The Encyclopedia is a project of the Geneva Academy of International Humanitarian Law and Human Rights launched on 2 December 2013. The Enyclopedia aims to provide accurate, up-to-date information on weapons, the effects of their use, and their regulation under public international law, in a format that is accessible to non-specialists.+ Find out more
Against the backdrop of use of munitions containing white phosphorus during Operation Cast Lead, the petitioners had asked the Court to instruct the Israeli Defence Forces (IDF) to refrain from using white phosphorus in populated areas and other civilian locations and to prohibit the use of any weapon containing white phosphorus whenever there is an alternative that would pose less risk to civilians while providing a similar military advantage.Case no. HCJ 4146/11. The petitioners argued that the use of bombs containing white phosphorus in Gaza had caused extensive harm to civilians and that the nature of white phosphorus did not allow a distinction to be made between military targets and civilians.The UN Fact Finding Mission on the Gaza Conflict investigated several instances involving use of white phosphorous in populated areas, and concluded that (§48): 'while accepting that white phosphorous is not at this stage proscribed under international law, finds that the Israeli armed forces were systematically reckless in determining its use in built-up areas. Moreover, doctors who treated patients with white phosphorous wounds spoke about the severity and sometimes untreatable nature of the burns caused by the substance. The Mission believes that serious consideration should be given to banning the use of white phosphorous in built-up areas'. See also §901, UN doc. A/HRC/12/48 of 25 September 2009 (the 'Goldstone report').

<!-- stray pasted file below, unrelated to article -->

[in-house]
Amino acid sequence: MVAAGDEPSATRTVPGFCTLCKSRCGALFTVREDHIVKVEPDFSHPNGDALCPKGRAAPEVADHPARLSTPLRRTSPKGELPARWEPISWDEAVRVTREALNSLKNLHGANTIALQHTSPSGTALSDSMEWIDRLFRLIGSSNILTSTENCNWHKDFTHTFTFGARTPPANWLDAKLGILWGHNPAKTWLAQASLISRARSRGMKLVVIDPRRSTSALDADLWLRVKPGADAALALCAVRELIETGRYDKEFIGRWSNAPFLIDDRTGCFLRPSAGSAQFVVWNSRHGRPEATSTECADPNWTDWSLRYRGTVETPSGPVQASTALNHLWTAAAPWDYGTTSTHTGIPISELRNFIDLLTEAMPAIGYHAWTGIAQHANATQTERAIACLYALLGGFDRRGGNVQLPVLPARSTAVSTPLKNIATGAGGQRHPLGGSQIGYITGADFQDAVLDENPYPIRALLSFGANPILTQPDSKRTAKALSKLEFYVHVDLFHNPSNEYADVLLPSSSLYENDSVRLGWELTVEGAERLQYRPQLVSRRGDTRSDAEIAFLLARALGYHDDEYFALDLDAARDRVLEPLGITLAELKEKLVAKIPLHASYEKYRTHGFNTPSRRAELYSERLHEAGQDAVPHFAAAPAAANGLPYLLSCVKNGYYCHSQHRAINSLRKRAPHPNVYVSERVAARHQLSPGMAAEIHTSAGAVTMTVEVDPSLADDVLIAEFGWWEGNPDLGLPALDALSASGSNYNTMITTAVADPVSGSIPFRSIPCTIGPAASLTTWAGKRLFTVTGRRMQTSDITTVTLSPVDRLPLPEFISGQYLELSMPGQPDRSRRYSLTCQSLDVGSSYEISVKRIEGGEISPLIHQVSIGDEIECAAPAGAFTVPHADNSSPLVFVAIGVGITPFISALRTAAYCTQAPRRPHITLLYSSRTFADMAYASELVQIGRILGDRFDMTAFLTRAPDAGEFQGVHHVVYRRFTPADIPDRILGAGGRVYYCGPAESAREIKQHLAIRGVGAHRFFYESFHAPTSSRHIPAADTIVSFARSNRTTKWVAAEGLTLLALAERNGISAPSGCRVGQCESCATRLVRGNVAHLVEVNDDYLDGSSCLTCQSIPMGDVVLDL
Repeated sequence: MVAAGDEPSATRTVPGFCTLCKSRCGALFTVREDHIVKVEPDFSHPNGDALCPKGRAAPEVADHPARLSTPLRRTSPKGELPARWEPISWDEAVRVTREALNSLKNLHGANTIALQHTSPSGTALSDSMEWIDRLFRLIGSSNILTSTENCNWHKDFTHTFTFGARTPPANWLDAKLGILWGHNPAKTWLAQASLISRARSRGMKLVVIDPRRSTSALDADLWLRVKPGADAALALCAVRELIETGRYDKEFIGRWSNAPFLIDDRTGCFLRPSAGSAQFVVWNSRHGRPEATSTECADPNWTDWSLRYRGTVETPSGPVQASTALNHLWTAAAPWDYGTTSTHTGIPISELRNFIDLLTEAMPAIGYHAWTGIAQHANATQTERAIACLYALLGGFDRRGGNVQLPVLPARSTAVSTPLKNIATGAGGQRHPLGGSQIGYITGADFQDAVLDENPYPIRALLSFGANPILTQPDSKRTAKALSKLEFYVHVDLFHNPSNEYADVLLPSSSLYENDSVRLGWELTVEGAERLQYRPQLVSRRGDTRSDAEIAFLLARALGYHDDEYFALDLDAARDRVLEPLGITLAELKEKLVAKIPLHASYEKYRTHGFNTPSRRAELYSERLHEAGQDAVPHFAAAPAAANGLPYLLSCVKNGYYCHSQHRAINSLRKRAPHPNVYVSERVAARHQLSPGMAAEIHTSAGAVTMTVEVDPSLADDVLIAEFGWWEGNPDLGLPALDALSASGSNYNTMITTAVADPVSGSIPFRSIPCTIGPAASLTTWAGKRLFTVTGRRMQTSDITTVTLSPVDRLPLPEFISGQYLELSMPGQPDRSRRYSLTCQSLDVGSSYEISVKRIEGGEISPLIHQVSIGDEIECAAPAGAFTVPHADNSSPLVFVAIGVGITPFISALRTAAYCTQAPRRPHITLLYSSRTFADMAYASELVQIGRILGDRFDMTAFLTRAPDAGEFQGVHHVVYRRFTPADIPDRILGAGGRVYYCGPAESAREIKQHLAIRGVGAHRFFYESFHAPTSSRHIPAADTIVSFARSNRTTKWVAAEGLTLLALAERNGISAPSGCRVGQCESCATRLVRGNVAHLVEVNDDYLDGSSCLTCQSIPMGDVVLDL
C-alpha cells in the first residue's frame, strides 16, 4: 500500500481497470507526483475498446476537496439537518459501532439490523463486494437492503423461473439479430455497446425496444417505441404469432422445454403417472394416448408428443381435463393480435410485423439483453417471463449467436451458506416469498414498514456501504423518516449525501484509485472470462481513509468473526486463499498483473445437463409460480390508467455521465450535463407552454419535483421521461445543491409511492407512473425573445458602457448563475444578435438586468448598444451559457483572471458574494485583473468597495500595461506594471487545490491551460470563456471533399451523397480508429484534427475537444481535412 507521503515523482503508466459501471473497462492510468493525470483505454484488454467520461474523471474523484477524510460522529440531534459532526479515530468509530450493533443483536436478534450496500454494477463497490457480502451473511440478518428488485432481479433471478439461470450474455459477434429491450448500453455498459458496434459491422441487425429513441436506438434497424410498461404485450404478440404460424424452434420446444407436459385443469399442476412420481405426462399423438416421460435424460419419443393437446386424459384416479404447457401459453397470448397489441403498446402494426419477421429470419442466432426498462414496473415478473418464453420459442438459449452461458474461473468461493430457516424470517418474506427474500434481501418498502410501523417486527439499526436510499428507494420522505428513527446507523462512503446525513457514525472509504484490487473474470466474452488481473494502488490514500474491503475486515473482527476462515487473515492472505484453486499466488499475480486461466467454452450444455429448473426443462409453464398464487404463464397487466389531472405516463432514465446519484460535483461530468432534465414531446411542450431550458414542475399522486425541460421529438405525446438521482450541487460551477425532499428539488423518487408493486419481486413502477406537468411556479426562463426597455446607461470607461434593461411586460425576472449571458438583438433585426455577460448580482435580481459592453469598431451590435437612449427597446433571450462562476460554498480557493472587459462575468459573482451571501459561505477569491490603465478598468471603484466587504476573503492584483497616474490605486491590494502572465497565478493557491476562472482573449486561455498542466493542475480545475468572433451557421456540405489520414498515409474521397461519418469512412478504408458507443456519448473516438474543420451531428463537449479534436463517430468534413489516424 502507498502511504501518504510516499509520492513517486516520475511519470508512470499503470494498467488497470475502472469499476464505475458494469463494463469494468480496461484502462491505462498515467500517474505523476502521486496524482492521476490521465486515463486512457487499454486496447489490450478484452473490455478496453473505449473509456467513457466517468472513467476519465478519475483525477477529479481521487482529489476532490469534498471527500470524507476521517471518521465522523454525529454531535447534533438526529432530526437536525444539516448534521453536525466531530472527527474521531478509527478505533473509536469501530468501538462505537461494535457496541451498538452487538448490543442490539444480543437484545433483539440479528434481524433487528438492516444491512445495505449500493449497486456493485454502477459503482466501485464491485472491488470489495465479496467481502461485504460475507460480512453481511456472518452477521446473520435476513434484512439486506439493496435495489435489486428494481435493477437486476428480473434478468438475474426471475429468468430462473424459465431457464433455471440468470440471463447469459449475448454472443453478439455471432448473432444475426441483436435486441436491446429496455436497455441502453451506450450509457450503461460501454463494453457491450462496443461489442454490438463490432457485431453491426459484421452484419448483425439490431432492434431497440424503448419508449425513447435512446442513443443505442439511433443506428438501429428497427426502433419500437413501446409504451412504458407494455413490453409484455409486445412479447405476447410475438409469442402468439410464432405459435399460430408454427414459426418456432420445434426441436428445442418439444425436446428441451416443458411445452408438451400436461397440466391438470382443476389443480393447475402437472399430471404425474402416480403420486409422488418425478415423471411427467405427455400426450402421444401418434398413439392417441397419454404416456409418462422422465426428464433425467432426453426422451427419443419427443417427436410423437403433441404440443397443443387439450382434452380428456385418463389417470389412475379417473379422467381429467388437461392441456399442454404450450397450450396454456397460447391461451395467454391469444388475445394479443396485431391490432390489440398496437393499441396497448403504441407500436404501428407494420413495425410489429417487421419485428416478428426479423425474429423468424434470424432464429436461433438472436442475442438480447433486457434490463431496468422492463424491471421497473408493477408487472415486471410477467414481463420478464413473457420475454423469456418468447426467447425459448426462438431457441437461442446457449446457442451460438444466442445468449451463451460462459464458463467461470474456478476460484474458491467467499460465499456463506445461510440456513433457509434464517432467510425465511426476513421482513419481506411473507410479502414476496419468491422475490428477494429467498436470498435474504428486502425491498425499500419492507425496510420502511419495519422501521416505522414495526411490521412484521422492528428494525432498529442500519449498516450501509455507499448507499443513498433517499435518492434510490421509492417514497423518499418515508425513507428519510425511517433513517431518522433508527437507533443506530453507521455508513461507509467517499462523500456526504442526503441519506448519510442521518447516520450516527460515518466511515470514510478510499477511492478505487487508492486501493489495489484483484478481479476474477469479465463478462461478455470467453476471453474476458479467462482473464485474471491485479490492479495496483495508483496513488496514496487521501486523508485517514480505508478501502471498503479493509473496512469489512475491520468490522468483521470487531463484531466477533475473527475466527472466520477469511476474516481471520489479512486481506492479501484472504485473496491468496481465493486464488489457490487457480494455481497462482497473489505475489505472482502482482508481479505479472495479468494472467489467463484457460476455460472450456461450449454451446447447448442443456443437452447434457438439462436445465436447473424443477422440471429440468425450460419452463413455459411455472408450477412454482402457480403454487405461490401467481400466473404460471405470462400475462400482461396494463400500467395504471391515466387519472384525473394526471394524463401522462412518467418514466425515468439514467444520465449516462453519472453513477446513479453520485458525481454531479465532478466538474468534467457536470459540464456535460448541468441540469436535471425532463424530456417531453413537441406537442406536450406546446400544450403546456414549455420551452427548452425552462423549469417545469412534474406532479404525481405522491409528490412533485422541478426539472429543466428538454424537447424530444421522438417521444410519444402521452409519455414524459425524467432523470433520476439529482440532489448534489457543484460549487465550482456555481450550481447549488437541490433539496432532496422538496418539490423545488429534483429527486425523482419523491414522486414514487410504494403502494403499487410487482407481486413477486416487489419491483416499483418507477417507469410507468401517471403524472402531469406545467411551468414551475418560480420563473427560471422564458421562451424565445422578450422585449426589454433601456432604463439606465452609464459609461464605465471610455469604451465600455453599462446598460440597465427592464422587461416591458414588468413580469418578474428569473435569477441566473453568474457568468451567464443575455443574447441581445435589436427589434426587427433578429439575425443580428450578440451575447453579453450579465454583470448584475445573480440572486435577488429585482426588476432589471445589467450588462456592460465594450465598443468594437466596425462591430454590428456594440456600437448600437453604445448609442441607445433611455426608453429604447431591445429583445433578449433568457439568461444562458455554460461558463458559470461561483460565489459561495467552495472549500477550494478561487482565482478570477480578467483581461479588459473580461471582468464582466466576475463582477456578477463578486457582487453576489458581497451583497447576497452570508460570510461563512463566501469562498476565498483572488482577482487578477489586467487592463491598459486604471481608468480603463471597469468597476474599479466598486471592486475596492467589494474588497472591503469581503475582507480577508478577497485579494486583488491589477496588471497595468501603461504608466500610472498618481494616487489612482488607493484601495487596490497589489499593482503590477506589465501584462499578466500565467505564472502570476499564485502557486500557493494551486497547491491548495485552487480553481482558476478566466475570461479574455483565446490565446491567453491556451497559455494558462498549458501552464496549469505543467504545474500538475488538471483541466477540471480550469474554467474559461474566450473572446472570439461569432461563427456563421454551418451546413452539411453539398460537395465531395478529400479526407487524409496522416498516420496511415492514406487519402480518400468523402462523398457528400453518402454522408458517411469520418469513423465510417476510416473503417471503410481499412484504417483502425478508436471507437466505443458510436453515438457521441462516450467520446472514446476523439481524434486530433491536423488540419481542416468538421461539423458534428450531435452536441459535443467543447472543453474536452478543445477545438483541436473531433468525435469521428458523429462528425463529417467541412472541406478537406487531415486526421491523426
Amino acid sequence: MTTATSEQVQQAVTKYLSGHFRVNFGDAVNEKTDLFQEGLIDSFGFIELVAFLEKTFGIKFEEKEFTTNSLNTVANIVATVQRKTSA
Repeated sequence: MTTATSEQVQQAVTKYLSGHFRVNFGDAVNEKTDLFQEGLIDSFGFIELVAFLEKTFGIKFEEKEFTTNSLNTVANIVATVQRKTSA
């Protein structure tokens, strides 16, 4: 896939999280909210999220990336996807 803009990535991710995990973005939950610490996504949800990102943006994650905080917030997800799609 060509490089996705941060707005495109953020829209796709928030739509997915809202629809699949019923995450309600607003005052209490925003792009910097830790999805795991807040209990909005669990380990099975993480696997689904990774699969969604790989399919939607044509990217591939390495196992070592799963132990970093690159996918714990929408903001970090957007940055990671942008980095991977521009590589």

The Court dismissed the petition on the basis that it did not raise an issue that had practical implications in view of recently adopted IDF instructions that prohibit use of white phosphorus in populated areas. According to the Court, the IDF's policy of non-use contains two exceptions that were not publicly disclosed, but which the Court deemed to be extremely limited in their applicability. The Court nevertheless recommended that the IDF conduct an extensive examination of use of white phosphorus, which should include consideration of alternatives and analyse de facto use of white phosphorous by the IDF. The Court also said that the state should notify the petitioners if the IDF's policy of non-use were to change in the future, in which case it would be possible to submit a petition to the Court again.The decisions, in Hebrew, is available on the Court's website. For a discussion of this case in English, see I. Rosenzweig et al., 'High Court of Justice Rejects Petition against IDF Use of White Phosphorus', Terrorism and Democracy, Issue 56, August 2013; B'tselem, 'HCJ dismisses petition demanding the military cease use of white phosphorous', 14 July 2013; HRW, 'Israel: High Court Rejects Legal Ban on White Phosphorus', 12 July 2013; 'Human Rights Organisations Condemn Israeli Supreme Court’s Reply Concerning Israeli Forces’ Use of White Phosphorous in Built-up Areas', ReliefWeb, 23 July 2013.
Last updated on: 08 August 2017
The 1980 Protocol III on Incendiary Weapons of the Convention on Certain Conventional Weapons restricts use of incendiary weapons as a means or method of warfare during armed conflict.+ More